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From Wikipedia, the free encyclopedia

Főnix Hall
LocationDebrecen, Hungary
Coordinates47°32′45″N 21°38′34″E / 47.5457°N 21.6427°E / 47.5457; 21.6427
OperatorFőnix Rendezvényszervező Kht.
Built18 February, 2002
Opened30 September, 2002
ArchitectMiklós Heppes

Főnix Hall is a multi-purpose arena in Debrecen, Hungary. Fonix Hall holds 8,500 people and opened in 2002. It hosted the 2002 World Artistic Gymnastics Championships. The arena was named after the Phoenix, a mythical firebird which is the symbol of Debrecen. Főnix hall is the second largest arena in Hungary, the first being Budapest Sports Arena (12,500).


Főnix Hall is located in Debrecen, which is the second largest city of Hungary, in a pleasant environment: close to the Nagyerdő area, near Road 4, along the thoroughfare to Košice called Kassai út. Entering the building through the main entrance, one immediately find itself in the arena space. Along one of the longitudinal sides of the amphitheater, there are locker rooms and service facilities for the athletes, while the other side is actually a multifunctional area that can be freely divided with the help of relocatable partition walls. In the city, the demand had long been in the air for a state-of-the-art convention hall/arena with a larger than average seating capacity. The final impulse was provided by the possibility of acting as the host for the 2002 World Championship in Gymnastics. In fact, the plans for an already existing sports hall from the city of Tallinn (Estonia) were adapted to suit the local circumstances. The construction of Főnix Hall was completed in eight months.


Since its inauguration, the hall has acted as the venue for a variety of events (such as ice hockey, indoor soccer, basketball and handball tournaments, hot air balloon and ballroom dancing championships, ballet performances, music concerts, various exhibitions, conferences and even ice shows). The long list of celebrities having performed here ranges from Olympic champion Szilveszter Csollány and the heavy metal band Iron Maiden or the rock band Deep Purple through the pianist Richard Clayderman to conductor Kobayashi Ken-Ichiro and singer Bryan Adams, including a number of other famous athletes and artists.

Főnix Hall and Papp László Sportaréna are the two stadiums hosting the 2010 UEFA Futsal Championship in Hungary with the final being played at the Főnix Hall.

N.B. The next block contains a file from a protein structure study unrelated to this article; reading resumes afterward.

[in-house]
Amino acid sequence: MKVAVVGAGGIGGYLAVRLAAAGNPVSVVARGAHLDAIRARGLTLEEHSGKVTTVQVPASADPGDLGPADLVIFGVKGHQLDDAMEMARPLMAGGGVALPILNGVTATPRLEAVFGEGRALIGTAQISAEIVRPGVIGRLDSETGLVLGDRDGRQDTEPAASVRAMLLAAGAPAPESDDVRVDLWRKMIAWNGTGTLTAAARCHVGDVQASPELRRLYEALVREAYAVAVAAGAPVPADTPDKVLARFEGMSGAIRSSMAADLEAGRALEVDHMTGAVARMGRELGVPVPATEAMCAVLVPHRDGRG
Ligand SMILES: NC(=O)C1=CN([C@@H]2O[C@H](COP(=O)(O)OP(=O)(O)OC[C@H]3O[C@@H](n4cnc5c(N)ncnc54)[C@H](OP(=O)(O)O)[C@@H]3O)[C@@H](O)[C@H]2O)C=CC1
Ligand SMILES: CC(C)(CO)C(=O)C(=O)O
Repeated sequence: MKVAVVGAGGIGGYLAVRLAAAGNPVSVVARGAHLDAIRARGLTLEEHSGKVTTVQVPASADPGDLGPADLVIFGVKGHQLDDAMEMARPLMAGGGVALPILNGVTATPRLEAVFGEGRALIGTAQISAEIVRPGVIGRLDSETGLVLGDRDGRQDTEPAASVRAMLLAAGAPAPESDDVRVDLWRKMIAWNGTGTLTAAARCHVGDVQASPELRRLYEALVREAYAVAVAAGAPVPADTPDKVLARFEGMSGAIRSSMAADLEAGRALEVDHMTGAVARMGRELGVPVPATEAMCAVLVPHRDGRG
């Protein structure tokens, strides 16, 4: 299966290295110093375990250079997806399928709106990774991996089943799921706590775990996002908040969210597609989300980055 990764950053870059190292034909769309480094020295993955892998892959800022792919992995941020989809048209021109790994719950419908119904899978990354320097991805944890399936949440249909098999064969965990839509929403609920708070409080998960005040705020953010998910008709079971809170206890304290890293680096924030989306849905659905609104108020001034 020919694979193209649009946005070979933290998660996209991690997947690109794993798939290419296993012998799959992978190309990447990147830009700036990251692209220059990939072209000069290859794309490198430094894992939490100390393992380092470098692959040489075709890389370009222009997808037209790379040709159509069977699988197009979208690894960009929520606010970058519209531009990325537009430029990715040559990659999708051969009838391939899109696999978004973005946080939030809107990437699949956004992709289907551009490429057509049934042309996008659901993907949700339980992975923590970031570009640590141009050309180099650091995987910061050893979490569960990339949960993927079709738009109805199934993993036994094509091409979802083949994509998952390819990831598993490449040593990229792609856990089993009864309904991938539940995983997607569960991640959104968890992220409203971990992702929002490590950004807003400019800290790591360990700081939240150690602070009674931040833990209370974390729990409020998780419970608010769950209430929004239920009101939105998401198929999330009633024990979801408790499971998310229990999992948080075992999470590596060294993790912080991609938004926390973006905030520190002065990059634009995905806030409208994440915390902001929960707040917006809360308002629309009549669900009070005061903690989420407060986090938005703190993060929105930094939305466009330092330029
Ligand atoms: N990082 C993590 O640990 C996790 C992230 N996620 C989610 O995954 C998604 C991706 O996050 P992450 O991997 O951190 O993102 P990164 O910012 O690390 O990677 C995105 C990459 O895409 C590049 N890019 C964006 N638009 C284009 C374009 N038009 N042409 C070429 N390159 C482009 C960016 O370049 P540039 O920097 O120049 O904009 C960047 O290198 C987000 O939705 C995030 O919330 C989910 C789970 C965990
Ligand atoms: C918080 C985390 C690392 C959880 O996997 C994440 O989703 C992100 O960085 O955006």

The arena will host the 2024 European Women's Handball Championship and the 2027 World Women's Handball Championship.


The arena proper is fully surrounded with telescope-joint stands (and diagonally turned-in mobile bleachers in the corners). During concerts, the stage actually replaces the stand at the far end of the hall and the entire arena floor is available for the audience to occupy. The props and technical equipment required for the performances can be moved into the arena section through two larger size freight entrances that are 2.5 and 4 meters wide respectively. The gym storeroom next to the gates is accessible from several sides due to the huge sliding doors, and a configuration of several separately lockable storerooms can be arranged if necessary, including rooms for track and field, gymnastics, martial arts, or ice-skating. Even the largest sized apparatuses can be freely moved about. Behind the mobile bleachers, there is a series of other service venues: locker rooms for the athletes, doctors' rooms, changing rooms for the hall personnel, storage rooms, the electric substation room, the gym storeroom, and the fitness room.

Főnix hall is connected to the adjacent Imre Hódos Sports Hall through an underground passageway, so that the facilities could also be used during certain larger events for training or changing purposes or for offices, if necessary. The elevator serves this basement level, too, so the facilities are thus accessible even for mobility impaired athletes.

Technical information

  • external width: 76.63 m
  • external length: 108.56 m
  • external height: 21.1 m
  • ceiling height of the arena floor: 14.4 m
  • clearance under the projector: 11.4 m
  • length of the arena floor: 70 m
  • width of the arena floor: 43.8 m
  • arena floor total area: 3066 m2
  • number of floors: 4
  • staircase-towers: 4
  • elevators: 4+1
  • seating capacity without the arena floor: 6480
  • seating capacity with a stage arrangement: 7039
  • seating capacity of the arena floor: 1280
  • maximum number of spectators in the hall: 8500
  • locker rooms for athletes: 6
  • snack buffets: 7
  • restaurants: 2
  • seating capacity of the multifunctional room: 300
  • parking spaces for cars: 455
  • parking spaces for buses: 28

External links

Preceded by
UEFA Futsal Championship
Final Venue

Succeeded by
Arena Zagreb
Preceded by
Sleuyter Arena
Final Four Venue

Succeeded by
Preceded by
Shanghai Oriental Sports Center
World Short Track Speed Skating Championships

Succeeded by
Maurice Richard Arena
This page was last edited on 28 June 2020, at 19:53
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